The quote below seemed to strike a bit of a cord with people, which got me to thinking…
Other than the hand full of times I struggled with depression over the years, my willpower and stamina were excellent.
David had tried to push me to relax more at different times in our marriage, but from my perspective it was coming from a lack of drive – borderline laziness.
Growing up in an entrepreneurial family, it was ingrained in me that there was always work to be done.
The thing is, I really enjoyed my work for the most part, so it seemed natural to take it everywhere and always be fitting it into every possible moment – on drives, during low-key hang time with friends/family, etc – I could always identify the moments one could harness to be productive.
David’s mindset coming from a Latin American culture was much more easy going and there were many times I couldn’t comprehend or respect not having the same kind of commitment to our success that I did.
It wasn’t until I hit my 30s that I realized I’d been wound kinda tight for a pretty long time.
I hadn’t actually felt stressed, but over the years I became acquainted with many somewhat alarming physical symptoms of stress that forced me to face the reality that I wasn’t juggling everything as well as I had thought.
Slowly, I got better at living in the moment, but it wasn’t without some guilt for how much it felt I was letting slide.
Then finally, in 2015 or so I had began to have a paradigm shift that caused me to realize I’d been subconsciously working everything backwards.
Instead of focusing on being, and doing life from my identity, I’d largely been focused on doing as a way of becoming who I wanted to be.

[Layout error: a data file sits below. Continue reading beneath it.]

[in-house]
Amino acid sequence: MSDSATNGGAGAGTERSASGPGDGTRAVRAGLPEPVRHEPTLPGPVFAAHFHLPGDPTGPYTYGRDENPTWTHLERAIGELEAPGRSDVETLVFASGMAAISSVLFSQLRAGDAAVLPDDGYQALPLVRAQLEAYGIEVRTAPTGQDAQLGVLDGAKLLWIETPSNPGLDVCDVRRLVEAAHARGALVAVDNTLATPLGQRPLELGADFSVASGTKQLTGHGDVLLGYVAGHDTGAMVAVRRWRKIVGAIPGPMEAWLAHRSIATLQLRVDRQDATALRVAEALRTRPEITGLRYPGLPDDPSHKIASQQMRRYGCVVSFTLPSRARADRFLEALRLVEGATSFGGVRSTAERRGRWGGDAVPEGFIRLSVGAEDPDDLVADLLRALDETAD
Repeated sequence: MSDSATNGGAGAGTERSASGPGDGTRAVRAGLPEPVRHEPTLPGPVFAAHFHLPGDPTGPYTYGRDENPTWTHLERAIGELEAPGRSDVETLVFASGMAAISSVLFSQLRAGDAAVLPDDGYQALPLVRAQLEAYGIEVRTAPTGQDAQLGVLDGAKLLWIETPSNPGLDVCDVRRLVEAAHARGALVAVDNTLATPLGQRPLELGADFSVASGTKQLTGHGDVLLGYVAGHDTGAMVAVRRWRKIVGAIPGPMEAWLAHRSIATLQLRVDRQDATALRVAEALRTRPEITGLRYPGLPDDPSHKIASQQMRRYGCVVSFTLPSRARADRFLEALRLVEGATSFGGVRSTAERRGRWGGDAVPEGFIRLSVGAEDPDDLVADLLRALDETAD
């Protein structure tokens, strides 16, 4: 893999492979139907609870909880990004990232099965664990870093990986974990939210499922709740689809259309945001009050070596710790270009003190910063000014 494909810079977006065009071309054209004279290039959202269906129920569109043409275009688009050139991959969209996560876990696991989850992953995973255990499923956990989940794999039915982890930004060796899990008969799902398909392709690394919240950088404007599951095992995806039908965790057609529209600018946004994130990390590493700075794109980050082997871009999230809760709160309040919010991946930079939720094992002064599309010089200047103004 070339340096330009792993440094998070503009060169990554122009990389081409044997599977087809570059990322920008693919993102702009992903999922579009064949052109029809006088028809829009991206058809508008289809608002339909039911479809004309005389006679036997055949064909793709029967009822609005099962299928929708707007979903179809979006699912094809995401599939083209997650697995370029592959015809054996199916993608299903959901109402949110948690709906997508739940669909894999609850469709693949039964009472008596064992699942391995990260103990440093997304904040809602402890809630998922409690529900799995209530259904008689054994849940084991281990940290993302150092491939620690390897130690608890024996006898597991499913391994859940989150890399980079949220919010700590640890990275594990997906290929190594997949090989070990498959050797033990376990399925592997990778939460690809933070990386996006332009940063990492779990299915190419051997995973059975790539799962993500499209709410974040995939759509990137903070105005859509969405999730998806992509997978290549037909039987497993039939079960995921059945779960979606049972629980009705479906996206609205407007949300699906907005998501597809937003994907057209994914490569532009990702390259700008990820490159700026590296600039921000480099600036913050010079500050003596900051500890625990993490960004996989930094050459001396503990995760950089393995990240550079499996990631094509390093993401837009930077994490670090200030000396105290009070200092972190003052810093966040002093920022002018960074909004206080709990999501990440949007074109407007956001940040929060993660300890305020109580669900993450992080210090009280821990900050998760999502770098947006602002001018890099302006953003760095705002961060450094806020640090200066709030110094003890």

That is and always will be a stressful and depressing position to work from because you can never do enough to feel good about who you are, since inevitably the doing is based on comparison of what everyone else is doing. There will always be more ideas about what you could be doing and aren’t.
Even now, years later, I’m still in the process of adjusting my mindset because that whole “doing/hard work” and “should” thing is so ingrained in the American (not to mention Christian) culture, that it goes layers deep.
It’s really all we know.
What we do always flows out of our perception of who we are.
We can’t avoid it because our subconscious beliefs are like a computer program constantly operating in the background, controlling 95% of what we do and feel.
This is why the Bible talks about the need to “renew” our minds to not go along with naturally ingrained patterns of thinking.
Those who understand what it means to be born again into the identity of Christ, recognize they aren’t striving to become, but learning to rest in ever-increasing understanding of who they already are.
The evidence we see that causes us not to believe we are new and perfect is merely that old subconsciousness in operation…
When we find ourselves discouraged by failure to live up to who we want to be, the solution is not to gather our will power and try harder next time. The key is to recognize and re-inform the lies we believe about who we are.
Several years ago I designed something based on the concept of “being” over “doing”, so I was inspired to re-do it into a printable wall art as a visible reminder to change the direction of thinking that can so quickly get derailed in day-to-day life.